John Ball Zoo announced today the birth of a white-faced saki monkey earlier this week.
The zoo said it was surprised on Monday morning to find Helen, its female white-faced saki monkey, had given birth.
“The new baby is clinging tightly to mom and is bright and alert,” zoo officials said. “We won’t know the baby’s sex until the first veterinary exam in a few months.”
The saki monkey family is housed in the South American area across from the flamingos. “They have access to both their indoor and outdoor areas and may not be viewable at all times,” according to zoo staff. “The baby can be difficult to spot. It clings to mom’s side around her hip and blends well into her fur.”
Helen and Yaki, the zoo’s male white-faced saki monkey, have successfully raised three other babies at John Ball Zoo, but their ages, 25 and 24, made zoo staff doubt the likelihood of more offspring from the pair.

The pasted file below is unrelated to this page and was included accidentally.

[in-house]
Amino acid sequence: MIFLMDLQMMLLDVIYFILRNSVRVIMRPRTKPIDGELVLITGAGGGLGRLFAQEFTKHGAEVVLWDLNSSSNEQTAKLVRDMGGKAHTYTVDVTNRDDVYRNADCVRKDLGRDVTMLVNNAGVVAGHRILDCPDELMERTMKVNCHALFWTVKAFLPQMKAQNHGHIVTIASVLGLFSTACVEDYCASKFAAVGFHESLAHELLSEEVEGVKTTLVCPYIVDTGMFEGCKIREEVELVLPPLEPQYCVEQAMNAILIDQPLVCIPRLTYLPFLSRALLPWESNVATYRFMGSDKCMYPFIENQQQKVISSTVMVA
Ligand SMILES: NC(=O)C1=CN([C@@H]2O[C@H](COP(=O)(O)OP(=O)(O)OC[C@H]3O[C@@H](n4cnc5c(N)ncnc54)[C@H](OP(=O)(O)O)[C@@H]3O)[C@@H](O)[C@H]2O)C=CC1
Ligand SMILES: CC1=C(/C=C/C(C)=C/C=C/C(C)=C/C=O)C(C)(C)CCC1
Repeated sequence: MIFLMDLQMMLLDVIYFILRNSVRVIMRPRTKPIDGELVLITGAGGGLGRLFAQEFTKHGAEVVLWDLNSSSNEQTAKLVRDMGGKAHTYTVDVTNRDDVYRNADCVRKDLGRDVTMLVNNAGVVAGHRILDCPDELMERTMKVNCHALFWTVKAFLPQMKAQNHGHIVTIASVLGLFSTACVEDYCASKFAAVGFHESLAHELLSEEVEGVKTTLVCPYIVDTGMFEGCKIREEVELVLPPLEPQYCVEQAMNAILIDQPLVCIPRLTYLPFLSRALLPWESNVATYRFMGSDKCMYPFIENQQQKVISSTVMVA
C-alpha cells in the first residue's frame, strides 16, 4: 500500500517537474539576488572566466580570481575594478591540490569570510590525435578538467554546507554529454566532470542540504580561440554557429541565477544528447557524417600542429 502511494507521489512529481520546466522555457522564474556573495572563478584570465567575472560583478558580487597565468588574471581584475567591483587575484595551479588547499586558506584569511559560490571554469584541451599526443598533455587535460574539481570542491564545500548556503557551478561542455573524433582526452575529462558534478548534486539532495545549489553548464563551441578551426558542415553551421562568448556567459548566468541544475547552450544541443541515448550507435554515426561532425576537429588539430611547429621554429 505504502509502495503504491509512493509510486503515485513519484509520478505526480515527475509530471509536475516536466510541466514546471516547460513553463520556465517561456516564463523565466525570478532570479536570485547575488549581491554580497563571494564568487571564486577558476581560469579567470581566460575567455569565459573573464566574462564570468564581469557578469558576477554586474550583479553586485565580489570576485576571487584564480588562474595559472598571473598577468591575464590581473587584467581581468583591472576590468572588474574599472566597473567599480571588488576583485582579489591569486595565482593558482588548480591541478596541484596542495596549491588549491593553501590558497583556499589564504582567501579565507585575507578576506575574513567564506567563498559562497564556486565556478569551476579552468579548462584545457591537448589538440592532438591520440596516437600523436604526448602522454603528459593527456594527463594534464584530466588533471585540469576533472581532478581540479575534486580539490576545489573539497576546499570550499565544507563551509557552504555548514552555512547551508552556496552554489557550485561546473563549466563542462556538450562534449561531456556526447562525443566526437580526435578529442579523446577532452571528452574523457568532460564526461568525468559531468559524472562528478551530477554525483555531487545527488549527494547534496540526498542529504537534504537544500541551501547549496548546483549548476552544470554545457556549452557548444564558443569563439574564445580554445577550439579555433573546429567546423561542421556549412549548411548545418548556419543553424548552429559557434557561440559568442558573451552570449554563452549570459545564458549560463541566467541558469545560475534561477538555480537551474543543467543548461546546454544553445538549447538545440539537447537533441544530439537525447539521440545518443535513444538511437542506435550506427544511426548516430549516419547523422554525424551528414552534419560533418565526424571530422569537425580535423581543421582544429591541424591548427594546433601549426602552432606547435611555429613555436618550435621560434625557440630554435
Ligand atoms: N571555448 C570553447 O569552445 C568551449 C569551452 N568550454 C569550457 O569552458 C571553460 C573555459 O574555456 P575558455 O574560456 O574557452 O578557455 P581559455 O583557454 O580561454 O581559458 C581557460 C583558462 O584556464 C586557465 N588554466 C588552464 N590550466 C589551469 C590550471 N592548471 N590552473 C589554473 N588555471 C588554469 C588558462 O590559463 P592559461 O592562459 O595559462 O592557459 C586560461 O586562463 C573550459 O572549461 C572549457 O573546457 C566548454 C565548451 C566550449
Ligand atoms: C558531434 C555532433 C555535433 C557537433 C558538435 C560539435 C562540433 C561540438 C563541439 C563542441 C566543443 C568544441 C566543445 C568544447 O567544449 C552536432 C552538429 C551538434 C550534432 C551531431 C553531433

“The median life expectancy is between 10 and 20 years of age but some Saki monkeys have been known to live into their thirties,” the zoo said.
Saki monkeys are native to northern South America. They are predominantly tree dwelling but have been known to spend time foraging on the ground. They can leap up to 30 feet from branch to branch.
White-faced saki monkeys are sexually dimorphic – meaning the males and females look different. Males have white faces and a black snout, while females are all brown, with a black face and white stripes along their nose. Newborns are the color of females.
The name saki is derived from a number of similar words in several indigenous languages for “small monkey”.
Helen and Yaki’s previous offspring now live in other AZA-accredited zoos participating in Species Survival Plans, or SSPs. Helen and Yaki were recommended to breed by the white-faced Saki Monkey SSP, managed by the Assoc. of Zoos & Aquariums. John Ball Zoo participates in 34 SSPs created to save animals from extinction. They also participate in 29 scientific Taxon Advisory Groups.
John Ball Zoo is home to over 1,500 animals.